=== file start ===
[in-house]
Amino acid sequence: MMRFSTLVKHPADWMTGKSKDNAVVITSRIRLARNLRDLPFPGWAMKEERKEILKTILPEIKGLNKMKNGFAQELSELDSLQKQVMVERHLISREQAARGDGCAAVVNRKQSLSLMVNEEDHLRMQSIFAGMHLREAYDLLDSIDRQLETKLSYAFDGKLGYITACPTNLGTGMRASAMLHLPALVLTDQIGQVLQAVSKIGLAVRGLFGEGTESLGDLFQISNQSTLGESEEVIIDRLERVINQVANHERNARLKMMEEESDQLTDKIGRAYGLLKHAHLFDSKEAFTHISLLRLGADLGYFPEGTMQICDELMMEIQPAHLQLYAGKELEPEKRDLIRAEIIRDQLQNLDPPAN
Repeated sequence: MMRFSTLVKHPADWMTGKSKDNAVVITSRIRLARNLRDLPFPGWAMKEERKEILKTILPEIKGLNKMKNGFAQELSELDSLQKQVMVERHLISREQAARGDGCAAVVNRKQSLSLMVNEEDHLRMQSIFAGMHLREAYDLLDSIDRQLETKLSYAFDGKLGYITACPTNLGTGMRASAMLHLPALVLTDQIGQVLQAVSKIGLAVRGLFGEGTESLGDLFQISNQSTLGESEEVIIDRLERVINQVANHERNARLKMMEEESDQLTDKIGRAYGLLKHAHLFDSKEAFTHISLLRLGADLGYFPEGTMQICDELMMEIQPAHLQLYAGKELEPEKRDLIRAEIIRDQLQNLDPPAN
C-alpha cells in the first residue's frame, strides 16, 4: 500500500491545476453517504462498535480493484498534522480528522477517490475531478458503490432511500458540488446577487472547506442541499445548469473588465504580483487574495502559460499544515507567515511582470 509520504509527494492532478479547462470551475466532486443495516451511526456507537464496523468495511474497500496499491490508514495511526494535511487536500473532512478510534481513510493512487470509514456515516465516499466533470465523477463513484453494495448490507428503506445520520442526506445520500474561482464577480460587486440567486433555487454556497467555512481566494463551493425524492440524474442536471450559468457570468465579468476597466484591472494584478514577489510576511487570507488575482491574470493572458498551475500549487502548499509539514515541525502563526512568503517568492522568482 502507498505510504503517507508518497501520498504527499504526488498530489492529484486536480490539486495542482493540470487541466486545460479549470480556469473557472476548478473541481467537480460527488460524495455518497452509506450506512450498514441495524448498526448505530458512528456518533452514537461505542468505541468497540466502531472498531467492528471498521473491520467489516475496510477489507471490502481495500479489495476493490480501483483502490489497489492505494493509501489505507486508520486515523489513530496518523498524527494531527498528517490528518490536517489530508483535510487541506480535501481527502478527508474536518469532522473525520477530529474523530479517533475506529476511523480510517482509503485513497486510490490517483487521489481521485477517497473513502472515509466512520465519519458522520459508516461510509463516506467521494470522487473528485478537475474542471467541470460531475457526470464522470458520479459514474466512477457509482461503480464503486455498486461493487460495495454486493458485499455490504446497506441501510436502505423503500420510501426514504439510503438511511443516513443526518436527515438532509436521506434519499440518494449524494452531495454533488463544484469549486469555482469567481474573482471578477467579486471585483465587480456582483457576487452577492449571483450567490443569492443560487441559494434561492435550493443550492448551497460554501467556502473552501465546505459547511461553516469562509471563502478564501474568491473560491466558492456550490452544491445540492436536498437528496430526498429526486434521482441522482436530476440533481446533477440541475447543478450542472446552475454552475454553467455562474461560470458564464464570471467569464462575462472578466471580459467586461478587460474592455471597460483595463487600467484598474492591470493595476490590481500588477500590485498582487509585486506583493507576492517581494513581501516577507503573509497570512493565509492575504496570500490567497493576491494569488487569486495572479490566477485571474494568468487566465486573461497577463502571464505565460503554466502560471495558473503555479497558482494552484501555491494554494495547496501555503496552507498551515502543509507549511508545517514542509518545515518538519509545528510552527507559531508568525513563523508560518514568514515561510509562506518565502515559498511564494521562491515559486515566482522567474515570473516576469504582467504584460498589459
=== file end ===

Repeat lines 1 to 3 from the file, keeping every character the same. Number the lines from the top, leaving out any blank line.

[in-house]
Amino acid sequence: MMRFSTLVKHPADWMTGKSKDNAVVITSRIRLARNLRDLPFPGWAMKEERKEILKTILPEIKGLNKMKNGFAQELSELDSLQKQVMVERHLISREQAARGDGCAAVVNRKQSLSLMVNEEDHLRMQSIFAGMHLREAYDLLDSIDRQLETKLSYAFDGKLGYITACPTNLGTGMRASAMLHLPALVLTDQIGQVLQAVSKIGLAVRGLFGEGTESLGDLFQISNQSTLGESEEVIIDRLERVINQVANHERNARLKMMEEESDQLTDKIGRAYGLLKHAHLFDSKEAFTHISLLRLGADLGYFPEGTMQICDELMMEIQPAHLQLYAGKELEPEKRDLIRAEIIRDQLQNLDPPAN
Repeated sequence: MMRFSTLVKHPADWMTGKSKDNAVVITSRIRLARNLRDLPFPGWAMKEERKEILKTILPEIKGLNKMKNGFAQELSELDSLQKQVMVERHLISREQAARGDGCAAVVNRKQSLSLMVNEEDHLRMQSIFAGMHLREAYDLLDSIDRQLETKLSYAFDGKLGYITACPTNLGTGMRASAMLHLPALVLTDQIGQVLQAVSKIGLAVRGLFGEGTESLGDLFQISNQSTLGESEEVIIDRLERVINQVANHERNARLKMMEEESDQLTDKIGRAYGLLKHAHLFDSKEAFTHISLLRLGADLGYFPEGTMQICDELMMEIQPAHLQLYAGKELEPEKRDLIRAEIIRDQLQNLDPPAN